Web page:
Antonio Paula’s personal style references run far and wide—from Johnny Depp to Johnny Cash. “It’s rather difficult for me to describe my style or put myself in a category,” the 29-year-old general manager of downtown menswear hub Carson Street Clothiers admits.
But one thing that’s always a part of his sharp look is his vintage fedora hat, given to him many years ago by a friend. “If I ever lost it, I don’t know what I would do with myself,” he says. Here, the menswear expert reveals his favorite New York City shopping haunts and more.
How would you describe your look?
Inevitably, I’m drawn to things that inspire me, pieces that will ultimately work in one way or another with most of the other things I have or garments that don’t go out of style and have function. I suppose I just like things that have gender neutrality and that speak but don’t yell.
Who or what inspires your style?
My father, Johnny Depp, Johnny Cash, Frank Sinatra, and James Dean. Cowboy and mafia culture has inspired, and more than likely will always inspire, my style.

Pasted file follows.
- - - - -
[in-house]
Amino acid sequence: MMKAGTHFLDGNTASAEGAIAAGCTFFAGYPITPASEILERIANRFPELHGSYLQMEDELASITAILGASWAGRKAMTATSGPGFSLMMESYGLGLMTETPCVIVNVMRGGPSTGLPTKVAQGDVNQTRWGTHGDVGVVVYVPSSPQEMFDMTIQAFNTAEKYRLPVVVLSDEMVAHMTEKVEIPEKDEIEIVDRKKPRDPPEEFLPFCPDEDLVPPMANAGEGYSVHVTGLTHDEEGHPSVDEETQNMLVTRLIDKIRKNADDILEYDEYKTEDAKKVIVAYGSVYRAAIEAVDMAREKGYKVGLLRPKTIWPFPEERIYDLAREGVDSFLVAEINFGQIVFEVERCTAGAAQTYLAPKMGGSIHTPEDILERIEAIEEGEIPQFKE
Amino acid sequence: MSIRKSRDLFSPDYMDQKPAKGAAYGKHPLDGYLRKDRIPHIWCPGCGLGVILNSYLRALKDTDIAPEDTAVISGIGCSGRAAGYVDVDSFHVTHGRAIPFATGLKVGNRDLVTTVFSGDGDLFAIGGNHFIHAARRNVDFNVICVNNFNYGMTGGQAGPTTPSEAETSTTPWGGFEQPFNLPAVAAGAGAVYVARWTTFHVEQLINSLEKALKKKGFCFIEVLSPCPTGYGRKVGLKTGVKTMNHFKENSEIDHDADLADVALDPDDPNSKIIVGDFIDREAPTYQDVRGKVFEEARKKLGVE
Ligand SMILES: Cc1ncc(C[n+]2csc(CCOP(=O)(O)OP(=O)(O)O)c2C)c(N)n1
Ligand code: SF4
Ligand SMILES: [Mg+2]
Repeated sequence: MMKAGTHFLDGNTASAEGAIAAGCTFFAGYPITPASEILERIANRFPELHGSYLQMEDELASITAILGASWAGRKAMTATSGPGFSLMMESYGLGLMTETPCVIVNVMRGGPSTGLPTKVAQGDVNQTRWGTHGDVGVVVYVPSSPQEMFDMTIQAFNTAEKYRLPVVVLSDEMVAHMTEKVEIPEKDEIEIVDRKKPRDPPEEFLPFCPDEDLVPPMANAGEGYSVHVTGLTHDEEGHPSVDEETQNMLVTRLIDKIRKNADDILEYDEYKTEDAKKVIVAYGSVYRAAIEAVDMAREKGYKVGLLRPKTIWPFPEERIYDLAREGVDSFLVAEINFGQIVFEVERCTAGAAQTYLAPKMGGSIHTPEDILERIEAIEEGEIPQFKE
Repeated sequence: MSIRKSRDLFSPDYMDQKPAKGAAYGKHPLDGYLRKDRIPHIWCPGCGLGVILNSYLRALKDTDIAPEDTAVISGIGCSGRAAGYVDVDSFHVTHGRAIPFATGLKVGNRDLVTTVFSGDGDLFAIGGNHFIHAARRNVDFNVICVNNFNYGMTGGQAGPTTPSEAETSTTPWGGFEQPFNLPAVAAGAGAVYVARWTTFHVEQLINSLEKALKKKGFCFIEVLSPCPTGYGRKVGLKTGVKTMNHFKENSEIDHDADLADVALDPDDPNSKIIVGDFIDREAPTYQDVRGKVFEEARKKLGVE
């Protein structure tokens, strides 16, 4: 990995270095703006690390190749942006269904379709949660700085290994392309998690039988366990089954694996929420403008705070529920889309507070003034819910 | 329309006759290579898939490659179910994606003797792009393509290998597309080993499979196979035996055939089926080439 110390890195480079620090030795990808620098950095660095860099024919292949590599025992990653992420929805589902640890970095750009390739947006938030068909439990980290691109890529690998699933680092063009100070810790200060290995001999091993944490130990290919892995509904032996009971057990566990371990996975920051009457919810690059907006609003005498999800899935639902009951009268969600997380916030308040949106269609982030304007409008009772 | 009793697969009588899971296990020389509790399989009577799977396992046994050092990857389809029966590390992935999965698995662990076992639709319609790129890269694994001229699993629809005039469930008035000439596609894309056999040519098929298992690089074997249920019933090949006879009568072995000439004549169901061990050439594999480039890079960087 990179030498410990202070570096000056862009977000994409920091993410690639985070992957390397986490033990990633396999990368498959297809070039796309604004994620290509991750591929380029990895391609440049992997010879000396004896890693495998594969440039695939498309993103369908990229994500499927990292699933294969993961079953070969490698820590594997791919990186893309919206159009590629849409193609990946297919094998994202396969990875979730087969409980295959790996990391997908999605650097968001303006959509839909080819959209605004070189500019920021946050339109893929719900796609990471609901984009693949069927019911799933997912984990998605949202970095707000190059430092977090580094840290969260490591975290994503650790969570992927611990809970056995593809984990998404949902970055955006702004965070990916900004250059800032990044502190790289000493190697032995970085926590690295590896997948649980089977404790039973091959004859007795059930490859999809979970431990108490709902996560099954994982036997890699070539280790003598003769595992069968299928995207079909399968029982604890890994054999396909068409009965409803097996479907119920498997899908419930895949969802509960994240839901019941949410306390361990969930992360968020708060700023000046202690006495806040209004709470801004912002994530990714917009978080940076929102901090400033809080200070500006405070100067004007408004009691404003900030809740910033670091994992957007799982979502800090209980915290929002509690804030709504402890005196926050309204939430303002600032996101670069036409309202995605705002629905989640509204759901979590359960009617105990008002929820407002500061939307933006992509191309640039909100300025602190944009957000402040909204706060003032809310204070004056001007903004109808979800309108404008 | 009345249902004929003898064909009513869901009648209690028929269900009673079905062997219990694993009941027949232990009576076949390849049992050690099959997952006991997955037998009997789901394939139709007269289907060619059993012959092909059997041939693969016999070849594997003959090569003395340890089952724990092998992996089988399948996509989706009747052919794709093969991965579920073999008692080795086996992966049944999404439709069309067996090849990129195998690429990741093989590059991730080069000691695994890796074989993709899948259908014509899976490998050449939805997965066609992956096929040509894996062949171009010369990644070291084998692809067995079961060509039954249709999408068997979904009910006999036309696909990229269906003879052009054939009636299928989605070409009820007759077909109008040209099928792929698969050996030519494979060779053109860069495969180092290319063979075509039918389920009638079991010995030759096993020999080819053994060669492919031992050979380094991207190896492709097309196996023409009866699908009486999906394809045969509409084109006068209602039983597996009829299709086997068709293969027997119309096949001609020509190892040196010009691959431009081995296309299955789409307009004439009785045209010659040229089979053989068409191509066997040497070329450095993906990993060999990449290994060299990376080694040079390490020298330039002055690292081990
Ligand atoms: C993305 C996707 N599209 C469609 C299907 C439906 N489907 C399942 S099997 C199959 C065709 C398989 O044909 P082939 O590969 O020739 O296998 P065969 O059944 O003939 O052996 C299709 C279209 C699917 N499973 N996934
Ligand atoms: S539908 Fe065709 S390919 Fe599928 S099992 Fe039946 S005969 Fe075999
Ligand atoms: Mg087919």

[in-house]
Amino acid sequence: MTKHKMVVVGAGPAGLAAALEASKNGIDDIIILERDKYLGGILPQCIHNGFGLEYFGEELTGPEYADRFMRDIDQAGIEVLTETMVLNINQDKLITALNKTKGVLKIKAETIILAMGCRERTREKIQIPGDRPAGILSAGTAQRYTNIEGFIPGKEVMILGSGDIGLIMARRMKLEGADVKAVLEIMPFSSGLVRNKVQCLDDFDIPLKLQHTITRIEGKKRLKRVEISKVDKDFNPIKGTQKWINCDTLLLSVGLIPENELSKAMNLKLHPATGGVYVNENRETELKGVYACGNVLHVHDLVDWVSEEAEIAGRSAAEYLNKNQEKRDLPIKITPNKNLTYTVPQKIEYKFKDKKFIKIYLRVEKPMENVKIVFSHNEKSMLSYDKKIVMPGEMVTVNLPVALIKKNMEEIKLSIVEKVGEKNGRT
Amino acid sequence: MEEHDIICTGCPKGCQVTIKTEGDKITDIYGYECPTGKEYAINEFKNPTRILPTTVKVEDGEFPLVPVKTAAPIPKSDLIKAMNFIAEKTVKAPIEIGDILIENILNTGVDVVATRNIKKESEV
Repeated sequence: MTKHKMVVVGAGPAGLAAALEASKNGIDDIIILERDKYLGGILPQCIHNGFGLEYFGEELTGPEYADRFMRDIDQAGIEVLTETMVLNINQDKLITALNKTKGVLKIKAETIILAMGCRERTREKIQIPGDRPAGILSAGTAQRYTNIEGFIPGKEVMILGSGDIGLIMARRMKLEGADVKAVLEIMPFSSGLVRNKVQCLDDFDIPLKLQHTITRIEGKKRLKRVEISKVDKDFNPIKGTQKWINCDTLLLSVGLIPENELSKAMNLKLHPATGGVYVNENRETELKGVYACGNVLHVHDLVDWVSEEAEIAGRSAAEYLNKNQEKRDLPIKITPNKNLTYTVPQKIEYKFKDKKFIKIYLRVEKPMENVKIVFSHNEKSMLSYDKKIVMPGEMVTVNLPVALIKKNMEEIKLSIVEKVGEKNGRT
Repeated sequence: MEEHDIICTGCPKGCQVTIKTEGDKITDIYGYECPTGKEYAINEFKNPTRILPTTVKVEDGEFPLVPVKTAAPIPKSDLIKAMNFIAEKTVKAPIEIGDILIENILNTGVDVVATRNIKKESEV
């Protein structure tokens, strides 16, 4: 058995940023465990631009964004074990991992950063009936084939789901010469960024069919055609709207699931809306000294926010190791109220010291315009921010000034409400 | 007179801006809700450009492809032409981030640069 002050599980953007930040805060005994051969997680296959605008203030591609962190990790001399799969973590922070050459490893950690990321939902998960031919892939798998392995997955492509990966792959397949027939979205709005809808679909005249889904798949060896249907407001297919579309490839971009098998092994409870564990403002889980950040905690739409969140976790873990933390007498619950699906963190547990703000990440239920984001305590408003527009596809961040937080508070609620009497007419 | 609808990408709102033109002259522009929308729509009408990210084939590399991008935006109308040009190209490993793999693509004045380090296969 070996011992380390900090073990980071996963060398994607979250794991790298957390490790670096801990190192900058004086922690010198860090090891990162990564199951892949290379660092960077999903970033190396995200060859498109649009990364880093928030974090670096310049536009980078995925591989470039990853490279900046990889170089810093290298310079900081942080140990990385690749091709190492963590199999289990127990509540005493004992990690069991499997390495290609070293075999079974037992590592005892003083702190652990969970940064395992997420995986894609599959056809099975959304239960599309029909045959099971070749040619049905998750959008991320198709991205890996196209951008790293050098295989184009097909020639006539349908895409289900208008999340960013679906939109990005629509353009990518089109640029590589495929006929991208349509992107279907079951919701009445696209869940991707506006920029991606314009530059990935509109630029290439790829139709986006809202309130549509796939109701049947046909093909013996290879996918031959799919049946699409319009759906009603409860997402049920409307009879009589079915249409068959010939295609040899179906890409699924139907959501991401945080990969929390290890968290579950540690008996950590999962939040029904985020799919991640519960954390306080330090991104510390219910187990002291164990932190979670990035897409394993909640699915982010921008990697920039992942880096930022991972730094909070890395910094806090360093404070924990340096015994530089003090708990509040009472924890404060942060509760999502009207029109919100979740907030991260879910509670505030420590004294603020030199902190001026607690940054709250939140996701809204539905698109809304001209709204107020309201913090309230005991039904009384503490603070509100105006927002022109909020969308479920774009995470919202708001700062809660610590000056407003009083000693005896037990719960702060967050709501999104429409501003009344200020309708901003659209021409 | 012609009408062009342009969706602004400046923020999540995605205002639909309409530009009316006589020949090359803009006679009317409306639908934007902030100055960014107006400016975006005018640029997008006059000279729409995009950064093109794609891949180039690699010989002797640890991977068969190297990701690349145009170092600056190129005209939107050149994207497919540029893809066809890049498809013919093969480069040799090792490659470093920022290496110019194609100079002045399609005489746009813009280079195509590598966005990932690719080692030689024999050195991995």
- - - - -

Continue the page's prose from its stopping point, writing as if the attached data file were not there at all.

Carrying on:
Is there a piece of clothing or an accessory you never leave home without?
My vintage fedora, given to me so graciously nearly 12 years ago by one of my closest friends. I saw him just last weekend and was wearing the hat, and he smiled and with complete sincerity told me how happy he is that I still wear it. The style, shape, and color of it literally make it work with almost everything I wear, from suits to casual attire.
What are some of your favorite stores in town?
I happen to manage one of the best all-men’s, independent-third-party retailers in the country, Carson Street Clothiers. But I love Dover Street Market, RRL, and What Goes Around Comes Around.
How would you define New York City style?
I think New York style is simple. There are fashionable people, and there are stylish people. Fashionable people want you to look at them. Stylish people find imaginative ways to be fashion forward but, at the same time, remain practical, as they are more than likely working professionals grinding day in and day out to make it in this concrete jungle.
Inevitably, I think everyone in New York wants to be noticed. But more importantly, people in New York City are no different than anyone else in the world; they just want to feel good about themselves.